Cell Division

Publication Title: 
Proceedings of the National Academy of Sciences of the United States of America

Inclusion of vitamin E (DL-alpha-tocopherol) in the culture medium for human diploid cells greatly prolongs their in vitro lifespan. The addition of 100 mug of DL-alpha-tocopherol per ml of medium has allowed us to culture WI-38 cells for more than 100 population doublings to date. (These cells normally have an in vitro lifespan of 50 +/- 10 population doublings.) Cells at the 100th population doubling have a normal diploid karyotype, appear to behave in all other respects like young WI-38 cells, and are still actively dividing.

Author(s): 
Packer, L.
Smith, J. R.
Publication Title: 
Proceedings of the National Academy of Sciences of the United States of America

Previously we reported [Packer, L. & Smith, J.R. (1974) Proc. Natl. Acad. Sci. USA 71, 4763-4767] that the lifespan of WI-38 human diploid fibroblasts in vitro was significantly increased by continuously growing the cell cultures in the presence of vitamin E(dl-alpha-tocopherol), but in 19 subsequent subcultivation series we were unable to reproduce these findings. While vitamin E is incorporated into the cells and is able to act effectively as an antioxidant, apparantly is intracellular antioxidant properties alone do not routinely result in an increase of cell lifespan.

Author(s): 
Packer, L.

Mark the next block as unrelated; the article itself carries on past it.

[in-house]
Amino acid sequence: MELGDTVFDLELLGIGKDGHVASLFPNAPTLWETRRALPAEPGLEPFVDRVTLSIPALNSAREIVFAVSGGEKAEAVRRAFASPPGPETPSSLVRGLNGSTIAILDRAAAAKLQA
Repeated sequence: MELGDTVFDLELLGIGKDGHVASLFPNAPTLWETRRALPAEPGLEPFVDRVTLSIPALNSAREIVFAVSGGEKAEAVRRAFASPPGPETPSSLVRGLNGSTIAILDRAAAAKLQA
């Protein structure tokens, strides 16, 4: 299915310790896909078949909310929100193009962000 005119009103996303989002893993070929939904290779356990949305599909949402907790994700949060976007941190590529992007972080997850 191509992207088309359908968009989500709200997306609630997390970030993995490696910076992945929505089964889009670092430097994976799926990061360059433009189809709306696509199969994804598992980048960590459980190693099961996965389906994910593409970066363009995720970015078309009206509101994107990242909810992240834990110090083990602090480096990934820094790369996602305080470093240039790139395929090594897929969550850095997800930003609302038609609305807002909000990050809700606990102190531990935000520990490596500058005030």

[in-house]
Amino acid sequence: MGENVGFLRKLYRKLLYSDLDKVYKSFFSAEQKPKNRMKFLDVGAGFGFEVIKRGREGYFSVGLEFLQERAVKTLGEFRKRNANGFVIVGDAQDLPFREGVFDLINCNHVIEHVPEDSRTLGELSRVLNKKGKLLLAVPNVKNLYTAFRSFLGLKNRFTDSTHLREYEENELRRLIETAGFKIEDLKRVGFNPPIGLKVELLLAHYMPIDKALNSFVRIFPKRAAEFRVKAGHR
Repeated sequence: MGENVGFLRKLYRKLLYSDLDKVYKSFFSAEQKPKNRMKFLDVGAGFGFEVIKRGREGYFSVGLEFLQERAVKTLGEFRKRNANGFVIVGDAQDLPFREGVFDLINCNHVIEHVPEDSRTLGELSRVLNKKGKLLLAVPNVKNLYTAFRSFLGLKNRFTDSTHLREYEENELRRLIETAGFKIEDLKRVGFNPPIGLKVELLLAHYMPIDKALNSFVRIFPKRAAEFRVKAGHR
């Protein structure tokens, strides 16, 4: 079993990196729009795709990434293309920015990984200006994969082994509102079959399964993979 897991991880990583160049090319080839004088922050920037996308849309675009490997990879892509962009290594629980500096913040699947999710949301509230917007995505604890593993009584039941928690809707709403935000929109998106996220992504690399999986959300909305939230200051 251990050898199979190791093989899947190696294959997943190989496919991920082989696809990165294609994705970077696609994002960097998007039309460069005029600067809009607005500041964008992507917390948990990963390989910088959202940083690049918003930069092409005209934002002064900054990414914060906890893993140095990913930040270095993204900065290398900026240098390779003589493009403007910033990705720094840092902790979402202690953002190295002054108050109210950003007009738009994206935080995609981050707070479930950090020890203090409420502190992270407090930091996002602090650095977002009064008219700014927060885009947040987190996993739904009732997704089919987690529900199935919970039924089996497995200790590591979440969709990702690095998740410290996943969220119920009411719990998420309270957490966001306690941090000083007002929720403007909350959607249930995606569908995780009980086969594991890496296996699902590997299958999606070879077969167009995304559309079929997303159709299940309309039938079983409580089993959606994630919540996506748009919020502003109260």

Smith, J. R.
Publication Title: 
Journal of Cellular Physiology

Various concentrations of oxygen were used to determine the optimum culture medium PO2 for survival and proliferation of attached human and mouse fibroblasts grown from different inoculum sizes. When T-15 flasks were seeded with less than or equal to 2 X 10(4) cells (less than or equal to 1.3 X 10(3) cells/cm2), the highest plating efficiencies and cell yields were obtained with a culture medium PO2 of 40-60 mm Hg.

Author(s): 
Taylor, W. G.
Camalier, R. F.
Sanford, K. K.
Publication Title: 
Experimental Cell Research

Normal human diploid cells, TIG-1, ceased to proliferate at about the 62 population doubling level (PDL). Transformed clones isolated from TIG-1 cells infected with wtSV40 and those with tsA900 SV40 cultured at 34 degrees C were subcultured up to about 80 PDL. When the culture temperature of tsA SV40-transformed cells was shifted from 34 to 39.5 degrees C at 51 PDL, the growth curve of these transformed cells changed to that of normal young cells.

Author(s): 
Ide, T.
Tsuji, Y.
Nakashima, T.
Ishibashi, S.
Publication Title: 
International Journal of Cancer. Journal International Du Cancer

Dermal fibroblasts from patients with the autosomal dominant cancer-prone disease Basal Cell Nevus Syndrome (BCNS) exhibit a serum dependence, anchorage dependence and in vitro lifespan (about 20 population doublings or less) similar to those of fibroblasts from normal age-, race- and sex-matched controls.

Author(s): 
Shimada, T.
Dowjat, W. K.
Gindhart, T. D.
Lerman, M. I.
Colburn, N. H.
Publication Title: 
Oncogene